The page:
Neo FreeRunner

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What Does Neo FreeRunner Mean?

The Neo FreeRunner is a highly customizable smartphone device developed through the Openmoko project – a community dedicated to the development of mobile devices with open source software. Descended from the Neo 1973, the Neo FreeRunner features an elliptical form factor with a 2.84-inch high-resolution touch screen.


The Neo FreeRunner design is geared toward users with a high technical acumen and users that enjoy tinkering with phones and gadgets.

Techopedia Explains Neo FreeRunner

The Neo FreeRunner software, including the Global System for Mobile Communications (GSM) chip’s bootloader and software, may be easily updated. Because the Neo FreeRunner ships with a default OS, updates are not usually required prior to device startup.

An Internet connection is required for the installation of downloadable applications through online repositories. Although risky, new repositories may be added to allow for applications not included in the original OS.

Key Neo FreeRunner specifications include:

  • High-resolution (480×640 pixel) 2.84-inch touch screen display
  • 128 MB Synchronous DRAM (SDRAM)
  • An internal Global Positioning System (GPS) module
  • Wi-Fi
  • Bluetooth
  • Tri-band GSM
  • Two 3D accelerometers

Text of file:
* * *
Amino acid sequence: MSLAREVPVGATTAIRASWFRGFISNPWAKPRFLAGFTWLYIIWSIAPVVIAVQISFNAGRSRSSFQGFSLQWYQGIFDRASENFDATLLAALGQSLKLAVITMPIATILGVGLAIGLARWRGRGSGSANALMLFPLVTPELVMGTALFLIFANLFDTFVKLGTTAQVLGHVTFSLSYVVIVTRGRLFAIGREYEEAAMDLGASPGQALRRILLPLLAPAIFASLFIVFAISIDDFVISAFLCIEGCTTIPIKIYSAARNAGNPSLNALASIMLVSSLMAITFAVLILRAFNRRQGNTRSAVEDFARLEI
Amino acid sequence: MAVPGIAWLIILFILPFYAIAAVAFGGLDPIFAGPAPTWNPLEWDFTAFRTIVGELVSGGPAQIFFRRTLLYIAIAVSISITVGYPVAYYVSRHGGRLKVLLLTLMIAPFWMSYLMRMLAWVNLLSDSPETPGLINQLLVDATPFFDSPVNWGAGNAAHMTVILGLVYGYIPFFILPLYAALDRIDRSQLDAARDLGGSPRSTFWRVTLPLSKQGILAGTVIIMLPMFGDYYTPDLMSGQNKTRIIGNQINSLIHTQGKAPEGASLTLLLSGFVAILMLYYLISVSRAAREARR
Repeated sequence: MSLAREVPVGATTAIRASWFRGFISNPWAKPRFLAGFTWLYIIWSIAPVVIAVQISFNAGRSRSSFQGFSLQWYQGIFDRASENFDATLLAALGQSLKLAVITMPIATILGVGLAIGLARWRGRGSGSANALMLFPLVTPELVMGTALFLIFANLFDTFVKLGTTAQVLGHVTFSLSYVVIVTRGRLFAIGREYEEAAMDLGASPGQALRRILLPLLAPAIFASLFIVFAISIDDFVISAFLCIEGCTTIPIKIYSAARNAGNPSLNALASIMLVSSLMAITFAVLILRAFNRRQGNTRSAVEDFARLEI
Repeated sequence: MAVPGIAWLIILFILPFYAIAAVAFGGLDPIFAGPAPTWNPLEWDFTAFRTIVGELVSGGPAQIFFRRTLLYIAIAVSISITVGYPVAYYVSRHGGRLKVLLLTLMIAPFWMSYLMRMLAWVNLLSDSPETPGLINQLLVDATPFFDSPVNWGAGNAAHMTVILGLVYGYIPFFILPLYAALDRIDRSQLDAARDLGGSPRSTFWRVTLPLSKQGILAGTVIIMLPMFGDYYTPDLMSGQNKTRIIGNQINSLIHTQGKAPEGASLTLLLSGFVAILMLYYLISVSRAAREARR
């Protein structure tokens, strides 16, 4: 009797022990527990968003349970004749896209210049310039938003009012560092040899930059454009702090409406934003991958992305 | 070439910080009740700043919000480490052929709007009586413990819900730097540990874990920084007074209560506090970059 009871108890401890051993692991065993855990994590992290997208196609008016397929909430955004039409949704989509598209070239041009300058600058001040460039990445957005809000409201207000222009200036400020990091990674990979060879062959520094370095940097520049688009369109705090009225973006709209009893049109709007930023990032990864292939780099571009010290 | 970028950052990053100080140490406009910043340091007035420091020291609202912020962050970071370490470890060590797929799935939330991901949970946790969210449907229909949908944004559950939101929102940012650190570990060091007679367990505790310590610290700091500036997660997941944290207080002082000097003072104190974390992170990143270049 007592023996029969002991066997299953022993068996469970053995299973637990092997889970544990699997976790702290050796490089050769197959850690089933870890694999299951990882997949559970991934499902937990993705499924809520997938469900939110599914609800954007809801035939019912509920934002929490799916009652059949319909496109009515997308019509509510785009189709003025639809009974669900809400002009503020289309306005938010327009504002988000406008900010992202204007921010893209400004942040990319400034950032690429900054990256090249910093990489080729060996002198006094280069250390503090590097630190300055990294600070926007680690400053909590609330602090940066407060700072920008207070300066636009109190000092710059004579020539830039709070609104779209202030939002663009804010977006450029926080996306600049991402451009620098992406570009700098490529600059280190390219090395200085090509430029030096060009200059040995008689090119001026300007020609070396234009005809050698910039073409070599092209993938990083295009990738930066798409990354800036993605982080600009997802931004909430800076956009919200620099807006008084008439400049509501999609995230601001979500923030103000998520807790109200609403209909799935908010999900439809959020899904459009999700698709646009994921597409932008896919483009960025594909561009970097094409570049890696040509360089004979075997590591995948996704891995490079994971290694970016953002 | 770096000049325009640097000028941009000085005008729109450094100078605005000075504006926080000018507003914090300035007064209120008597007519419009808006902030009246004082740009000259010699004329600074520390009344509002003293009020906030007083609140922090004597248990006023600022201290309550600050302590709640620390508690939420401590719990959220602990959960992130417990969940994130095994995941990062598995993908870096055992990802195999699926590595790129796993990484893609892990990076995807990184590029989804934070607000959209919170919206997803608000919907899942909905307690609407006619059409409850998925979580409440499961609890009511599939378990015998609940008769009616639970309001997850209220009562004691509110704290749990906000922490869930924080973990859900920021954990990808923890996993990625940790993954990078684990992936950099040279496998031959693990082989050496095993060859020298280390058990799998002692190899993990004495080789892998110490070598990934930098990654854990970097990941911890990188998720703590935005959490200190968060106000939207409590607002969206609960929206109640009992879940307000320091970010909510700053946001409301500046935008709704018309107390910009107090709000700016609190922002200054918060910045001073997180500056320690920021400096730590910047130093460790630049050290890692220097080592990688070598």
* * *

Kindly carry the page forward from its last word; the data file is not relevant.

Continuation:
• Touch screen interaction with a finger or stylus.

Built to run on a Linux-based platform, the Neo FreeRunner has been tested with a number of Linux-based operating systems (OS), including Openmoko Linux, Debian, Gentoo Linux and Android, as well as Inferno, which is a distributed OS.


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Margaret Rouse
Technology Expert
Margaret Rouse
Technology Expert

Margaret is an award-winning technical writer and teacher known for her ability to explain complex technical subjects to a non-technical business audience. Over the past twenty years, her IT definitions have been published by Que in an encyclopedia of technology terms and cited in articles by the New York Times, Time Magazine, USA Today, ZDNet, PC Magazine, and Discovery Magazine. She joined Techopedia in 2011. Margaret's idea of a fun day is helping IT and business professionals learn to speak each other’s highly specialized languages.